The metaphor of sacrifice holds several advantages. It acknowledges the shocking costliness of Jesus' death. It further acknowledges God's full investment in the human condition, with all the horror and cruelty of which human beings are capable. The metaphor celebrates that through Jesus' death and resurrection human beings find themselves in renewed communion with God. And sacrificial language attests to God's full investment in Jesus' life, all the way through his death and resurrection.

Unfortunately, some Christians have turned this one metaphor (among many) into a dogmatic system in which Jesus "had to die" in order to avert God's wrath. Some even go so far as to imagine God punishing Jesus -- an especially bizarre concept when one takes seriously the doctrine of the incarnation.

Like all metaphors, sacrificial language has its limitations. It captures some dimensions of Jesus' death but not others. It cannot provide a final or complete explanation for Jesus' death.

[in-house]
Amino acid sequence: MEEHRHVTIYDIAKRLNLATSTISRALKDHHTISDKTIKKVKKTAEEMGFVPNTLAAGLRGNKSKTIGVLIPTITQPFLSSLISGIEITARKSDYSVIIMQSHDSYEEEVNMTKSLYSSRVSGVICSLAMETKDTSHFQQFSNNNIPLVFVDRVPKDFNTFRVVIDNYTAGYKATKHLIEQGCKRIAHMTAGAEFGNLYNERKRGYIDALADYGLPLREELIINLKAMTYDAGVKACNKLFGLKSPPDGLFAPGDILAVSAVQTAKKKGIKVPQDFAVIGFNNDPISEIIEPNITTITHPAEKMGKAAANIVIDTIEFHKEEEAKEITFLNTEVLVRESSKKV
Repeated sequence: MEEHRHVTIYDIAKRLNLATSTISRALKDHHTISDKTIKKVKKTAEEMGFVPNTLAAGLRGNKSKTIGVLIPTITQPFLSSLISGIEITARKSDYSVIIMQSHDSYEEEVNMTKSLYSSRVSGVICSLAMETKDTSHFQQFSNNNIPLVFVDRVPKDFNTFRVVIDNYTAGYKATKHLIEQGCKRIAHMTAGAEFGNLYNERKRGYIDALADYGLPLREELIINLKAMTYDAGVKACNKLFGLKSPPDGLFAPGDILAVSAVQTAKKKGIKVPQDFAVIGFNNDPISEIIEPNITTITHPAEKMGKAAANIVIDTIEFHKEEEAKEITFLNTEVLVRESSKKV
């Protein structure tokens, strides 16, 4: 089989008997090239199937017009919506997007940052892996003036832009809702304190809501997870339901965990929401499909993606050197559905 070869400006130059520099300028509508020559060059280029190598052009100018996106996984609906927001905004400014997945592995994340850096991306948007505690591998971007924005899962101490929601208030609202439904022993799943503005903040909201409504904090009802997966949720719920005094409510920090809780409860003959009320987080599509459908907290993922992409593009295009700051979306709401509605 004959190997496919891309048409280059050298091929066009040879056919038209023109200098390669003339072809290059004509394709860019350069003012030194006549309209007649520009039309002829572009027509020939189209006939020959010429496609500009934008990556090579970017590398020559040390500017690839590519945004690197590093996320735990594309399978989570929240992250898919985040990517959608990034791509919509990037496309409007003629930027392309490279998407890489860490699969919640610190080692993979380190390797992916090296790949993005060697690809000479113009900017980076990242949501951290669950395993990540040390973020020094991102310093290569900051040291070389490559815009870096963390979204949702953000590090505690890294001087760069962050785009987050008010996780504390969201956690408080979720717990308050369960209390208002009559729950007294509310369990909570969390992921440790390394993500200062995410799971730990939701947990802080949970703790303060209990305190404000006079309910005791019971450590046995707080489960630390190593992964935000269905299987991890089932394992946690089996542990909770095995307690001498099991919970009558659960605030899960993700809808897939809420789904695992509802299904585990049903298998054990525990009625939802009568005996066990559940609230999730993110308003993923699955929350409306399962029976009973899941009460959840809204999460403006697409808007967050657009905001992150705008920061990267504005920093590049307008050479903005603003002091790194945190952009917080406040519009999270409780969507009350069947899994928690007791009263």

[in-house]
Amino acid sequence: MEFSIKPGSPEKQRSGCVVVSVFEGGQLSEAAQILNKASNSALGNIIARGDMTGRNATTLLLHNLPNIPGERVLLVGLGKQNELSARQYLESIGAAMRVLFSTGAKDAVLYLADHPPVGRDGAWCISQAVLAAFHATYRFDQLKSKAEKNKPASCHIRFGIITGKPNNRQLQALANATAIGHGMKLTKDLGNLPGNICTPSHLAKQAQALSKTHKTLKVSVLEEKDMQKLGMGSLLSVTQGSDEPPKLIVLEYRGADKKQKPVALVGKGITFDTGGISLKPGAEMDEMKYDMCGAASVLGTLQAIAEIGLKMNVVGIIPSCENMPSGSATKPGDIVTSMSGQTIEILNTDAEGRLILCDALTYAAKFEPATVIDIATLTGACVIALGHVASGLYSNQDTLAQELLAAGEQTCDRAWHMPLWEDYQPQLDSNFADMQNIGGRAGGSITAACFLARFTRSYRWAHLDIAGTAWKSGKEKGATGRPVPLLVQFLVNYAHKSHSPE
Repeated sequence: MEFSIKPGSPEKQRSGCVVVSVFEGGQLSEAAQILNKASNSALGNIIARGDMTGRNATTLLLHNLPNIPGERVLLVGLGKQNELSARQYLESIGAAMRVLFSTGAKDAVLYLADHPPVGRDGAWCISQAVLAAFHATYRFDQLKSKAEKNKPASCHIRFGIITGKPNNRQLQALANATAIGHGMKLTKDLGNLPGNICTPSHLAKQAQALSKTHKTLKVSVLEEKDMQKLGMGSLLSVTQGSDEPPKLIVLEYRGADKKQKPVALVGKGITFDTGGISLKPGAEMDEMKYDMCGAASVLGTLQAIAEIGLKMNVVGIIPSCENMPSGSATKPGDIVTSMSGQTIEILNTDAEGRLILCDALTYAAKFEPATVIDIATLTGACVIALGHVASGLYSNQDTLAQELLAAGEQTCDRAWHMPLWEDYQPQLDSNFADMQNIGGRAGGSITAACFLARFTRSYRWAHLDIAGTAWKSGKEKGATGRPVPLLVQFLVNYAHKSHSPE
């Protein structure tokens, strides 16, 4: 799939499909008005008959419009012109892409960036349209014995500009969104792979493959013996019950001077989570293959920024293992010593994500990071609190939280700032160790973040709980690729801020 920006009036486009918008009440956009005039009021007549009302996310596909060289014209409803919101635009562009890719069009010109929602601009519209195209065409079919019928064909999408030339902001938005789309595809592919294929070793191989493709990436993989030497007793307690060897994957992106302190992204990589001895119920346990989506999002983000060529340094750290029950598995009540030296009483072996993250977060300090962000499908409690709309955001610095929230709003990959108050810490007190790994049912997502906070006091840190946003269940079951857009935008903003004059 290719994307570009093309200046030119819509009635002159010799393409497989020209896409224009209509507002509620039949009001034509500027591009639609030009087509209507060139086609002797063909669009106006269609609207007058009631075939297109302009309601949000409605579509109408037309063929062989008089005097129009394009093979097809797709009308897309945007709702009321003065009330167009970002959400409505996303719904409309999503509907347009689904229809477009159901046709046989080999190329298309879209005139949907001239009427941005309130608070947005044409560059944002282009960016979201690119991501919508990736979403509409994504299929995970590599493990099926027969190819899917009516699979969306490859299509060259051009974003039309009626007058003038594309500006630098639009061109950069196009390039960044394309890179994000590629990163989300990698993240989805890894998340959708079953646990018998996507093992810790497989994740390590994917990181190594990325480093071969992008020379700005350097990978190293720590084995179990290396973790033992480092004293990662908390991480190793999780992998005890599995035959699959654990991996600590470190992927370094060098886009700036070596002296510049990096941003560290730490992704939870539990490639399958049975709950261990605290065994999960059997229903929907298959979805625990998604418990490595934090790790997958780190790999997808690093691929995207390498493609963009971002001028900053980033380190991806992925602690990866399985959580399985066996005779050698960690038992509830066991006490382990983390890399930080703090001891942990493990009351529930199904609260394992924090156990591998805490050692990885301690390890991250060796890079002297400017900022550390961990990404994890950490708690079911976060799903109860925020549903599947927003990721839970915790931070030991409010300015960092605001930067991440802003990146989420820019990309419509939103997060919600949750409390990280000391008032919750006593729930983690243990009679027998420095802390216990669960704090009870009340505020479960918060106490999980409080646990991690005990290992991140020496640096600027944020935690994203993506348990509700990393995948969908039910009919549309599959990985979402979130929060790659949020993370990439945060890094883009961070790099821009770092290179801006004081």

For example, the sacrifice metaphor cannot account for one of the most basic aspects of Christian experience, the sense that Christ's death and resurrection somehow empower believers to live better lives, to "conquer" sin. Early Christian authors, notably Paul, turned to another metaphor for that. Paul talked about "participation," that believers somehow participate in Christ's death, freeing them from bondage to old, deadly ways. Likewise, believers participate in Christ's resurrection life, experiencing divine power for the here and now. So Paul wrote:

I have been crucified with Christ. But is no longer I who live; rather, Christ lives in me. And the life I now live in the flesh, I live by faith in the Son of God, who loved me and gave himself for me. (Galatians 2:19-20, my translation)

When early Christians reflected on Jesus' death and his risen presence, several images came to mind. Among them, sacrifice evoked the ritual means God had set forth for humankind. It involved blood and death; it purged sin. In a graphic way sacrifice involved participation. By placing a hand on the head of a sacrificial victim, Israelites were saying, "I am a part of this." Sacrificial language says some important things about Jesus' death -- but it does not say everything.